Methylation, Bisulfite sequencing: Reads, Alignment and Samtools tview
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5.6 years ago
Shicheng Guo ★ 8.7k

How to understand the reads of mapped to the minus chain (Crick Chain) in Bisulfite-seq would be such reads ?

I do understand C->T change for the reads which mapped to positive/forward chain, However, I do not understand why the reads mapped to minus/reverse chains are same with the positive reference chain, except G->A change.

How does it works for bisulfite squencing?

"The reads in forward chain displayed as it original sequence while the reads in reverse chain were reverse complementary displayed. I do know why they are use different principle to display such two kinds of reads and how to distinguish these two kinds of reads before alignment?"

As to Figure 1c, do you know how to show raw reference and bisulfite treated reference together?

Figure 1a, 1b: These two figure are the same example with different mode at samtools tview:

Figure 1a.

Figure 1b.

Figure 1c

Eventually, I think it know what happened here. Thanks all the same for your helps.

As the strand identity of a bisulfite read is a priori unknown, our bisulfite mapping tool Bismark aims to find a unique alignment by running four alignment processes simultaneously. First, bisulfite reads are transformed into a C-to-T and G-to-A version (equivalent to a C-to-T conversion on the reverse strand). Then, each of them is aligned to equivalently pre-converted forms of the reference genome using four parallel instances of the short read aligner Bowtie (Fig. 1A). This read mapping enables Bismark to uniquely determine the strand origin of a bisulfite read. Consequently, Bismark can handle BS-Seq data from both directional and nondirectional libraries. Since residual cytosines in the sequencing read are converted in silico into a fully bisulfite-converted form before the alignment takes place, mapping performed in this manner handles partial methylation accurately and in an unbiased manner.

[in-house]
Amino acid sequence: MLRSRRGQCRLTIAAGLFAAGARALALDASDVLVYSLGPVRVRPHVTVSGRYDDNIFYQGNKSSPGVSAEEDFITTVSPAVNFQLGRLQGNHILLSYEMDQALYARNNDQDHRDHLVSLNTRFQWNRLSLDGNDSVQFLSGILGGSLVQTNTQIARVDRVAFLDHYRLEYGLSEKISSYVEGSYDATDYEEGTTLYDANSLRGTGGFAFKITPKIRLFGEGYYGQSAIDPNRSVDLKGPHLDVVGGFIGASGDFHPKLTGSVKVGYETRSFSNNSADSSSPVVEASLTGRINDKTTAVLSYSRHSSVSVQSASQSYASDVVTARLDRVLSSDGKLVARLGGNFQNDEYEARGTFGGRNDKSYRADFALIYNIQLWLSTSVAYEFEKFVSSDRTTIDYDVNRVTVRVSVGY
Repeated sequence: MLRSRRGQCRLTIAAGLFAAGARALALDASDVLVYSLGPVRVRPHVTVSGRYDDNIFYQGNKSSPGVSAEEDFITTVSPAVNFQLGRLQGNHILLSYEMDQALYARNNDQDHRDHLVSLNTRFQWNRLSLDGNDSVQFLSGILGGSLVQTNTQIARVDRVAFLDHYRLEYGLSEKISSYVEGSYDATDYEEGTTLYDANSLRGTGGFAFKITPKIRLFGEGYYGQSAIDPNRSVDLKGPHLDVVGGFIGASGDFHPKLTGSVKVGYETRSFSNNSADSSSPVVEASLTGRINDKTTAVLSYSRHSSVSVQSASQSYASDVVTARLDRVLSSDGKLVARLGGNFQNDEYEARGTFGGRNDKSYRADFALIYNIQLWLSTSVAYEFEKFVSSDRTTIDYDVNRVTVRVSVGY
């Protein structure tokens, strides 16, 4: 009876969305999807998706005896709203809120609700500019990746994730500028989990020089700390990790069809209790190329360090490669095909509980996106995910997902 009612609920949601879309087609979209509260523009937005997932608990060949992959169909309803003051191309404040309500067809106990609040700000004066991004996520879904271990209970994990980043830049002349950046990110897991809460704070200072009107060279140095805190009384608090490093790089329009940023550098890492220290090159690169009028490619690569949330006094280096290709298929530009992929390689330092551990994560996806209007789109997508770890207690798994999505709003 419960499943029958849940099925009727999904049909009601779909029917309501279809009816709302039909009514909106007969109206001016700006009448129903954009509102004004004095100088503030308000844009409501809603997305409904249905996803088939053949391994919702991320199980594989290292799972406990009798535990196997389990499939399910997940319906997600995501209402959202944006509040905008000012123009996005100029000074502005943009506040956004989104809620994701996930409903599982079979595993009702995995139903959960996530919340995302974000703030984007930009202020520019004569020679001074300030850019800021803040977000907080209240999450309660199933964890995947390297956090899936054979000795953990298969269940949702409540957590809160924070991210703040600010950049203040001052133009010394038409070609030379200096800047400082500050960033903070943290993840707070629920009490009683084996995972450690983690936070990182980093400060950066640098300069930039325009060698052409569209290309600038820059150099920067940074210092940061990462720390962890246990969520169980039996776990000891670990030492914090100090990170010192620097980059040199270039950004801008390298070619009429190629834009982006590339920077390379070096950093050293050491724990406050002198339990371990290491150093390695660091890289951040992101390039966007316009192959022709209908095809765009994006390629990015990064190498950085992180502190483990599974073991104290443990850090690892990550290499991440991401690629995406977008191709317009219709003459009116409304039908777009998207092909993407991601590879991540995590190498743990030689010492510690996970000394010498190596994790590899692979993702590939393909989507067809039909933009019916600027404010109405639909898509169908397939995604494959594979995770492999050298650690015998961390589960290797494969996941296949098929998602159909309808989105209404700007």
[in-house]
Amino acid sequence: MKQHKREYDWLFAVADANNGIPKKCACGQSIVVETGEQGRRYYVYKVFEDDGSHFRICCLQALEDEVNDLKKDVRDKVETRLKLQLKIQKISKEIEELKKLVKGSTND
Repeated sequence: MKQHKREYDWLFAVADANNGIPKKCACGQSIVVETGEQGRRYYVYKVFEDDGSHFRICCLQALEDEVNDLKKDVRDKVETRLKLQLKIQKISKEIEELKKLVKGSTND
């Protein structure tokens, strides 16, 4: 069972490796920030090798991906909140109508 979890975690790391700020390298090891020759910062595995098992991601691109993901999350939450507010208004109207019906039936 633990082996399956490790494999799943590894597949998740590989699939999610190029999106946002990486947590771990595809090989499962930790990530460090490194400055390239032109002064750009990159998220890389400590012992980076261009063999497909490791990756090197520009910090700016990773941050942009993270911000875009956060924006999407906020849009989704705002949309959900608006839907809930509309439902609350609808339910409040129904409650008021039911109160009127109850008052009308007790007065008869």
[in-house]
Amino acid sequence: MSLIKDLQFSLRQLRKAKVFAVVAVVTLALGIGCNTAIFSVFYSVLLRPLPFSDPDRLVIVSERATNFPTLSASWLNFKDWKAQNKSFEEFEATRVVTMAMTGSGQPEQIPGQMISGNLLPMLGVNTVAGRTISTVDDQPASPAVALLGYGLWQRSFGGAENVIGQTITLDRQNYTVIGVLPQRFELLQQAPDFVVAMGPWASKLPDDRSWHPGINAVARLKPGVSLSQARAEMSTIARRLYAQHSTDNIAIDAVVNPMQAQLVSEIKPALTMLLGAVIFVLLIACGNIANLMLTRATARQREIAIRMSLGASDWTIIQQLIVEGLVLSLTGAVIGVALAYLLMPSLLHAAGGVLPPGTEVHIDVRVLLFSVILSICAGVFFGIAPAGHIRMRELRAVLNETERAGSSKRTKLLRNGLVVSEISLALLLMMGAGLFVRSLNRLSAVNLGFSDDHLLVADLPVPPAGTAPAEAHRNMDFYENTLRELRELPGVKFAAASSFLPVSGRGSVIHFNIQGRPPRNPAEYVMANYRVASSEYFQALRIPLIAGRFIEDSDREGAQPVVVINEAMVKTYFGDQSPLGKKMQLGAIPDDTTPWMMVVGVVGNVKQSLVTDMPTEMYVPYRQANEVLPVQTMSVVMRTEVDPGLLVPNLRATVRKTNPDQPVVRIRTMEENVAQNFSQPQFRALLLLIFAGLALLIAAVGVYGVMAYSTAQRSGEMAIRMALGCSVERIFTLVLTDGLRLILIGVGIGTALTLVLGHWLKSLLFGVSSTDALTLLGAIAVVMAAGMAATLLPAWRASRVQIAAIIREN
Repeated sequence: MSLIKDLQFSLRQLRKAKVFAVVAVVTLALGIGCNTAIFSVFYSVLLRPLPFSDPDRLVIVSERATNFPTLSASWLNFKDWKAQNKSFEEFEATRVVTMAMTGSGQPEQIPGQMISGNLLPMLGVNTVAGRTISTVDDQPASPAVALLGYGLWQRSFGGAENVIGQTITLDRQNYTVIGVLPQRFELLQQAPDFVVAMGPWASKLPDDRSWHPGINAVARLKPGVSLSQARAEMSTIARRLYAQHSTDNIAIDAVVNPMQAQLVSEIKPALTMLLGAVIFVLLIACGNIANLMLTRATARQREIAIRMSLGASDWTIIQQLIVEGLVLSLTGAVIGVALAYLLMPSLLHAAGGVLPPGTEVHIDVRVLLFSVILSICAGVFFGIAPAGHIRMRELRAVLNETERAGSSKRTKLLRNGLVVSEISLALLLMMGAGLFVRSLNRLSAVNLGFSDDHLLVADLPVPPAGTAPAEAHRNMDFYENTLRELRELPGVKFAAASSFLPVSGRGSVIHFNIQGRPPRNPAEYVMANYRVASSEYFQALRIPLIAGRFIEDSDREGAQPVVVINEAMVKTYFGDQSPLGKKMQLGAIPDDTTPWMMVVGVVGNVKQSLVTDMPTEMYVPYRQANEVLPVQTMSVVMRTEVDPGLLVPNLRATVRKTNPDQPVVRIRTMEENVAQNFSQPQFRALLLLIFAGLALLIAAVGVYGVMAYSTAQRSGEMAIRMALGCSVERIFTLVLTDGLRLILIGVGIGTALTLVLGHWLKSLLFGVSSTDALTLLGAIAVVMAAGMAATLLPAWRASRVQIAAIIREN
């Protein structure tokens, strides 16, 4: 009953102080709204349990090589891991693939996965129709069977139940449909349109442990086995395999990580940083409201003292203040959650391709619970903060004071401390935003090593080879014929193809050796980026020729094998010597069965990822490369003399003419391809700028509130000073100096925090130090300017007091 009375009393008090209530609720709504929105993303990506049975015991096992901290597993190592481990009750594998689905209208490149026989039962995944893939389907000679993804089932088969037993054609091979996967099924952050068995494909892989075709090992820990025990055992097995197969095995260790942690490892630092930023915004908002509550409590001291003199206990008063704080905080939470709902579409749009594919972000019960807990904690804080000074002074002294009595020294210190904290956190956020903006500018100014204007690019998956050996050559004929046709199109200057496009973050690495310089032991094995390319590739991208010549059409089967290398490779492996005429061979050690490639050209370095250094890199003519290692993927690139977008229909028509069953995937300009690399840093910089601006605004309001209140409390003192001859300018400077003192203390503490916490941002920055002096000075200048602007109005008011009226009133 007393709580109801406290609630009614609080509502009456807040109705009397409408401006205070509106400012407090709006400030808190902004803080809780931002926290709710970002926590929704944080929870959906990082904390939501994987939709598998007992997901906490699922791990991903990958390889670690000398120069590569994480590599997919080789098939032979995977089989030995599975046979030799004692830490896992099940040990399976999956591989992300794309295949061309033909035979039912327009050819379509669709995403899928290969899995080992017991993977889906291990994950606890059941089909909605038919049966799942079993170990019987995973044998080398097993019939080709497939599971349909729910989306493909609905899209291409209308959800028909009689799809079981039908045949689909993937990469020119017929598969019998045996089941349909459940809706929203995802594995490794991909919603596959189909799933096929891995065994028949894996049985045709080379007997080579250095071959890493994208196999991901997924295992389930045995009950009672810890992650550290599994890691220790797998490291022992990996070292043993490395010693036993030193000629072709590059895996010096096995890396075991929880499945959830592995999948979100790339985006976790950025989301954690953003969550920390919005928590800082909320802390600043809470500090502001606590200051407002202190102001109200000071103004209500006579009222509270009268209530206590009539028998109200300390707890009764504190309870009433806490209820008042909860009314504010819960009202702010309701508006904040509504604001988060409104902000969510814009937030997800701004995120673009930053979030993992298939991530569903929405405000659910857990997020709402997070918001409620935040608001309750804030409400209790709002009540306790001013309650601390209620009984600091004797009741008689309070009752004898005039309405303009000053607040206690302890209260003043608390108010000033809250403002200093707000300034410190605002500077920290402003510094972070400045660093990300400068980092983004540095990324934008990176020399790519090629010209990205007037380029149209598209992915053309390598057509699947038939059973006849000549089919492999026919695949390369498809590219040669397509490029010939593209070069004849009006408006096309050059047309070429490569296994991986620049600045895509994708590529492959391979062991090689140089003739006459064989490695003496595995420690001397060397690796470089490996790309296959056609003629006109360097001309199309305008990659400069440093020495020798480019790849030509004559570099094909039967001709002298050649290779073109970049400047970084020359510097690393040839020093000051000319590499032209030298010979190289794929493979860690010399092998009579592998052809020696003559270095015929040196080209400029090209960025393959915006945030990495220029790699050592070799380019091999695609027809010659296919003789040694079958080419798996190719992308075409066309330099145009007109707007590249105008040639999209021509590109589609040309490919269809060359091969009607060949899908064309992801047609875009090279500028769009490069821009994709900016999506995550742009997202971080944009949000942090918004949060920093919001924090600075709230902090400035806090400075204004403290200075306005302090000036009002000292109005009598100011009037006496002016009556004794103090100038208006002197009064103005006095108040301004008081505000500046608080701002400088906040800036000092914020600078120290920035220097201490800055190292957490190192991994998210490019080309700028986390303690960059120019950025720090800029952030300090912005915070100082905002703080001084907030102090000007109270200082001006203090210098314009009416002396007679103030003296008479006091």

bisulfite-sequence • 3.9k views
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5.6 years ago

Question: What does the reverse complement of a sequence with a C->T conversion look like?

Answer: The normal reverse complement but with a G->A conversion where the C->T takes place (after all, the complement of C is G and that of T is A).

Example:

Let's suppose that in you sequence the reference sequence below wherein the red-colored CpG is unmethylated. You happen to have two separate fragments covering this location, one that arose from the + strand and the other arising from the - strand. You would then see the following:

5' ACTAGCTAGCTAGCTGATC 3' Forward read
5' ACTAGCTAGCTAGCCGATC 3' Reference
3' TGATCGATCGATCGGTTAG 5' Reverse read

The reverse read is reverse complemented when it's displayed, so the C->T transition on the - strand will appear as G->A on the + strand. Note that each fragment only conveys information about a single strand (this is true for all current NGS technologies, though that fact is only important in bisulfite sequencing).

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the forward read will be directly displayed while the reverse read will be reverse complemented when it's displayed? Then the question is that How do we know it is from forward or reverse chain before alignment? Is there any pre-information in the NGS sequencing in which have already have some idea about the fragment is from forwards or reverse chain?

Anyway, In current example. the reads in forward chain displayed as it original sequence while the reads in reverse chain were reverse complementary displayed. I do know why they are use different principle to display such two kinds of reads and how to distinguish these two kinds of reads before alignment?

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"How do we know it is from forward or reverse chain before alignment?"

We don't. You end up needing to align each read/pair to 2-4 versions of the genome (depending on the library type). This is one of the annoyances of BSseq.

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OK. Please check whether I followed you. The total process is : all the reads were aligned to 2 or 4 reference. and we will obtain the best alignment for each reads. if the reads were aligned to forwards or positive chain, the sequence were showed in fastq directly. otherwise, the reads which were mapped to negative or reverse chain would be reverse complemented and then showed in fastq and note that “negative chain with reverse complemented sequence”. Am I right?

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That sounds right. I think Felix Krueger has a nice illustration of this in his RRBS Guide. I find this easier to understand with some visual representations like those around page 6.